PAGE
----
I know that I am going to catch hell from many of my friends and former students who think rock music starts and stops with the artists played on classic rock radio here in Central Indiana. Of course, since I have a very liberal definition of what rock music entails, and since the Rock and Roll Hall of Fame has previously set up the parameters of rock music by inducting Little Richard and James Brown alongside Elvis Presley, then voting in Motown artists in addition to many of the soul, disco, funk and rap stars of the past then I feel extremely endorsing this artist for induction in 2020. So, today, I am covering the voice of my generation, Miss Whitney Houston.
Sure, Whitney is a pop diva, but no artist was made for the Gen X world of MTV like Whitney was. When she burst onto the scene in 1985, she matched her unparalleled vocals with the beauty of model. That package, along with Clive Davis’ magic touch in guiding her career, made her not only a pop superstar but a video star. Sure, the image was probably diametrically opposed to her true self, which might have contributed significantly to her untimely passing, but she became the video era’s own Aretha Franklin. And although she relied upon outside writers for her music, remember that Elvis Presley did as well. And, ever pop- and R&B-singing diva who has followed gets compared to Whitney, not Aretha. Go read any early reviews of Mariah Carey, Christina Aguilera or Kelly Clarkson, and tell me they all were not compared to Whitney Houston somewhere along the line.
But, Whitney’s vocal prowess and beauty alone could not have made her a video star. No, it was her effortless relate-ability and vivaciousness that was contagious when her videos played between Poison and White Lion crap. Everytime one of her videos first played, they were like a breath of fresh air filled with joy and popping with optimism during a time of uncertainty.
So, sorry my friends, especially my huge Aerosmith fan of an All-State higher jumper Curt Martin, Whitney Houston does deserve induction into the Rock and Roll Hall of Fame. So don’t complain that “she isn’t Rock!” Just revel in her timeless talent, even though some of her biggest hits still sound like Eighties soft rock radio hits. But, those great songs she left us are pure gold.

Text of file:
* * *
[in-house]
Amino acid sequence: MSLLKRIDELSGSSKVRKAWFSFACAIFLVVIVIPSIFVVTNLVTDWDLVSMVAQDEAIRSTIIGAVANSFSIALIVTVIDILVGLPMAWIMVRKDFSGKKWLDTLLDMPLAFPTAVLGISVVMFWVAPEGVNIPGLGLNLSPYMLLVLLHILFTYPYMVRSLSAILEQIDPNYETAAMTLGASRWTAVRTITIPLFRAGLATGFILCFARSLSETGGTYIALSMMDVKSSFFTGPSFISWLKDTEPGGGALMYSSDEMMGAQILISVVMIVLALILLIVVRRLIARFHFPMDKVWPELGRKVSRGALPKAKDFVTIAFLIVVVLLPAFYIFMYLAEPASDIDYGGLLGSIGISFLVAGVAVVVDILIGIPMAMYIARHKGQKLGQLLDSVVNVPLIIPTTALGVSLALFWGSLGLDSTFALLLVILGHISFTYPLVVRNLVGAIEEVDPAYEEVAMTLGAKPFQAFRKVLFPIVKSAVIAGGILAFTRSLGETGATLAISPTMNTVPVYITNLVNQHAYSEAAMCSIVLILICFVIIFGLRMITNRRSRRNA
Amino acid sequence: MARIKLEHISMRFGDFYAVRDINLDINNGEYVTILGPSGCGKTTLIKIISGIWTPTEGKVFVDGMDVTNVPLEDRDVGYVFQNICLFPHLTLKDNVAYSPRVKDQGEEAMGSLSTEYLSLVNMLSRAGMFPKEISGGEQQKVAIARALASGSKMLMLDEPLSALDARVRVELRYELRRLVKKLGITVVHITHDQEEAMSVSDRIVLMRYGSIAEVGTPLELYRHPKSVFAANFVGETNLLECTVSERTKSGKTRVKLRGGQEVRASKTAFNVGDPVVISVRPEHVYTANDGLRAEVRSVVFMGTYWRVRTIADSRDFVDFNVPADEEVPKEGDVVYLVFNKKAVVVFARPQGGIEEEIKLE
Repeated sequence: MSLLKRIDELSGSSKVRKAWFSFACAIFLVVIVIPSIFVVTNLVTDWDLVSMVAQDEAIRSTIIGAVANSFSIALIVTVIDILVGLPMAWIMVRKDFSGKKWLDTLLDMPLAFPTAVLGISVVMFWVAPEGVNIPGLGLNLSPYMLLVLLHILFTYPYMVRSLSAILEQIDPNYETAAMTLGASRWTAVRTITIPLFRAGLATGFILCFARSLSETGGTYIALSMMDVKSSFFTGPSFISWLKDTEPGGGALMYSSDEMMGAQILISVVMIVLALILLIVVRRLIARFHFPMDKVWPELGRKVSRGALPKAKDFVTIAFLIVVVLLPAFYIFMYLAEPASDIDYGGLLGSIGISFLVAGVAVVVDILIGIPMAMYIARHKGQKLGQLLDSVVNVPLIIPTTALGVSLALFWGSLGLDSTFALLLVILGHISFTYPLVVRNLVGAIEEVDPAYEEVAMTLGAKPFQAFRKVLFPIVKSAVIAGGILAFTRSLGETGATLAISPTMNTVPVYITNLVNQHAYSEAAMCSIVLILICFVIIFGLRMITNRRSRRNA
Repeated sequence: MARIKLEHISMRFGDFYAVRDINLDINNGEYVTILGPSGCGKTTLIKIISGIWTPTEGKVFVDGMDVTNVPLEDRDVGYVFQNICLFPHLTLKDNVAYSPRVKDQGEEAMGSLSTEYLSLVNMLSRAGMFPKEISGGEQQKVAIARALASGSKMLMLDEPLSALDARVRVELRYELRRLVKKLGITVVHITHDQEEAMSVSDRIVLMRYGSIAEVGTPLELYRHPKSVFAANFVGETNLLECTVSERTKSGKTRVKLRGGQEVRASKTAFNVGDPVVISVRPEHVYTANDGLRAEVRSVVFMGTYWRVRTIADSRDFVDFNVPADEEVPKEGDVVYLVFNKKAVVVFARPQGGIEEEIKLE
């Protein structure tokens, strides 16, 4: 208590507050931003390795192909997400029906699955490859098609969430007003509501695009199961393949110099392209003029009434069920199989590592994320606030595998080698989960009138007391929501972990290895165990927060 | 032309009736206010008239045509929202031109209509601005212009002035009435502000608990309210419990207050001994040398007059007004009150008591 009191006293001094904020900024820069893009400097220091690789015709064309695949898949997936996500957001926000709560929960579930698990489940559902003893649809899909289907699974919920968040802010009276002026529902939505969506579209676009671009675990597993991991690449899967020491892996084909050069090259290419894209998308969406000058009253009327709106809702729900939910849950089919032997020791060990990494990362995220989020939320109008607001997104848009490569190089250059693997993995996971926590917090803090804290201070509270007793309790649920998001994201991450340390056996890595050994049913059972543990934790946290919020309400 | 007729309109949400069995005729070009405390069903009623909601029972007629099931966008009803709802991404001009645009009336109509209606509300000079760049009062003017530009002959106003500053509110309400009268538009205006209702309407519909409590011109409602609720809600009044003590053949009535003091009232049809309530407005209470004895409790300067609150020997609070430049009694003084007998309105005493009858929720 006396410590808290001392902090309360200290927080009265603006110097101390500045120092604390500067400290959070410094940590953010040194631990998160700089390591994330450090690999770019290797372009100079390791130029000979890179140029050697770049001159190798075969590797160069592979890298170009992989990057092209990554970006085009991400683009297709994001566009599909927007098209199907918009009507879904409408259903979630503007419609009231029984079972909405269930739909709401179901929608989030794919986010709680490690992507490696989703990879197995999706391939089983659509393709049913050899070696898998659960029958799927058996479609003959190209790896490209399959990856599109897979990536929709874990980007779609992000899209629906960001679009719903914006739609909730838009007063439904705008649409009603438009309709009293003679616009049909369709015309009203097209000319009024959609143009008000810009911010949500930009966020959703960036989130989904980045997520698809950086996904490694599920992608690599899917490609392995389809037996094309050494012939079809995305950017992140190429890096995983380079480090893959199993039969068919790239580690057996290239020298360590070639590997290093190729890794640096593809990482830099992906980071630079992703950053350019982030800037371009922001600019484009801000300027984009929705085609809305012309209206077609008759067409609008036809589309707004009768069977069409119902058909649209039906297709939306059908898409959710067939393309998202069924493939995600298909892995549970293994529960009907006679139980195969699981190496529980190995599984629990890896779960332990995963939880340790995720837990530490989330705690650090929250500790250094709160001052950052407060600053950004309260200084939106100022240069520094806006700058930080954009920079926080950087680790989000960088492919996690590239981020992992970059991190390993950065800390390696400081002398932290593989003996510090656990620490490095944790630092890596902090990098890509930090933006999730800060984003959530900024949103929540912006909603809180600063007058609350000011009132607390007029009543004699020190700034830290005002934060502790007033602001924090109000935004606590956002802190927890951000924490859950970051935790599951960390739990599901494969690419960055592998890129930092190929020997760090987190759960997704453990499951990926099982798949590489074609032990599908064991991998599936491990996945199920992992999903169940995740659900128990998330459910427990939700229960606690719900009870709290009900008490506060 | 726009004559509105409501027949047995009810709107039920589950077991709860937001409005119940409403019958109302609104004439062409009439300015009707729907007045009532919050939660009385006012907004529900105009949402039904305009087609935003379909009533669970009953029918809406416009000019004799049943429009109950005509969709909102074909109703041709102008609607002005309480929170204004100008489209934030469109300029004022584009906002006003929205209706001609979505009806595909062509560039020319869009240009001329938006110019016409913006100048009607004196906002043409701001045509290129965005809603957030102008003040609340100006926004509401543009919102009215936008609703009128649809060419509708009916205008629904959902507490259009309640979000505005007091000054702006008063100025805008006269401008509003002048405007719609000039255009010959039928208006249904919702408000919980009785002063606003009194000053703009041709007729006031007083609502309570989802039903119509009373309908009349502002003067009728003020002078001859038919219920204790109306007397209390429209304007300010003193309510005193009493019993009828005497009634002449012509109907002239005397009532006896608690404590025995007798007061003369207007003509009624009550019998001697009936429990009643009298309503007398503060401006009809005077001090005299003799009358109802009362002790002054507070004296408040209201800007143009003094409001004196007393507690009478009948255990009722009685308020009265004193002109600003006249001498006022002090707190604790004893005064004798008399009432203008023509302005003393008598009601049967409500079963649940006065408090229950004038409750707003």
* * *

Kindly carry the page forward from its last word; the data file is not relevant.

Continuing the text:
With all of that said, here is my first vote for induction into the RRHOF, Whitney Houston, as well as my 20 favorite songs of hers.
20. “Run to You” (The Bodyguard OST, 1992)
19. “Love Will Save the Day” (Whitney, 1987)
18. “My Name Is Not Susan” (I’m Your Baby Tonight, 1990)
17. “It’s Not Right but It’s Okay” (My Love Is Your Love, 1998)
16. “All the Man I Need” (I’m Your Baby Tonight, 1990)
15. “I Have Nothing” (The Bodyguard OST, 1992)
14. “My Love Is Your Love” (My Love Is Your Love, 1998)
13. “I’m Your Baby Tonight” (I’m Your Baby Tonight, 1990)
12. “Where Do Broken Hearts Go” (Whitney, 1987)
11. “Didn’t We Almost Have It All” (Whitney, 1987)
10. “Greatest Love of All” (Whitney Houston, 1985). The video absolutely made this song transcendent. It was a nice little song by George Benson in 1977, but Whitney found so much more in the song, creating an emotional vocal storm. Then, it was coupled to great effect in the video in which a young Whitney performing melds into the current Whitney in concert was an absolute stroke of genius.
9. “I’m Every Woman” (The Bodyguard OST, 1992). In the late Seventies, no one could touch Chaka Khan’s vocals, especially with this song being Khan’s calling card. Then, Whitney comes along and just steals the song from Chaka. This song alone should make Houston a RRHOF lock.
8. “I Wanna Dance with Somebody” (Whitney, 1987). Just when the public was getting a little tired of all the powerhouse ballads coming off Houston’s classic debut album, she fires of this perky little pop/dance ditty that would have been lame in anyone else’s hands. Instead, this became a little dancefloor hit.
7. “Heartbreak Hotel” (My Love Is Your Love, 1998). I love this song! Everything about it, from the production, to the guest vocalists, to the hip hop vibe tells me to hate it. Yet, when Whitney sings, I just say, “Yes please!”
6. “Saving All My Love for You” (Whitney Houston, 1985). Once again, this was recorded by a lesser artist (former 5th Dimension lovebirds, Marilyn McCoo and Billy Davis Jr.), but Whitney just knocked it out of the park.
5. “How Will I Know” (Whitney Houston, 1985). This cute little pop ditty became something much more when Whitney got a hold of it, turning it into something of an empowerment statement.
4. “Exhale (Shoop Shoop)” (Waiting to Exhale OST, 1995). When it came to taking a simple early-Nineties Babyface R&B song and making it into a song that sounds like a neo-Motown hit, Whitney was the singer to do. And, this was the song with the “shoop” hook.
3. “You Give Good Love” (Whitney Houston, 1985). This hit was Houston’s first big one, and it pulled me in immediately. Her soulful vocals showcased just how influenced by Aretha she was.
2. “I Will Always Love You” (The Bodyguard OST, 1992). How could I NOT have this one at the top? This will always be her calling card tune. Dolly Parton wrote it, but Whitney took it to heaven.
1. “So Emotional” (Whitney, 1987). As she sings at the beginning, “I don’t know why I like it, I just do!” That opening salvo just struck my twenty-four self right in the hormones at the time. This is Houston at her most rocking, but it’s the vocals that leave me stunned to this day. Block out all the mid-Eighties production gimmicks and simply listen to her vocals. This is the song that should have told us all that “I Will Always Love You” was coming. This tune is the John the Baptist foreshadowing to “Always” Jesus Christ. I know, that was a little blasphemous, and maybe a bit hyperbolic, but I’m a believer.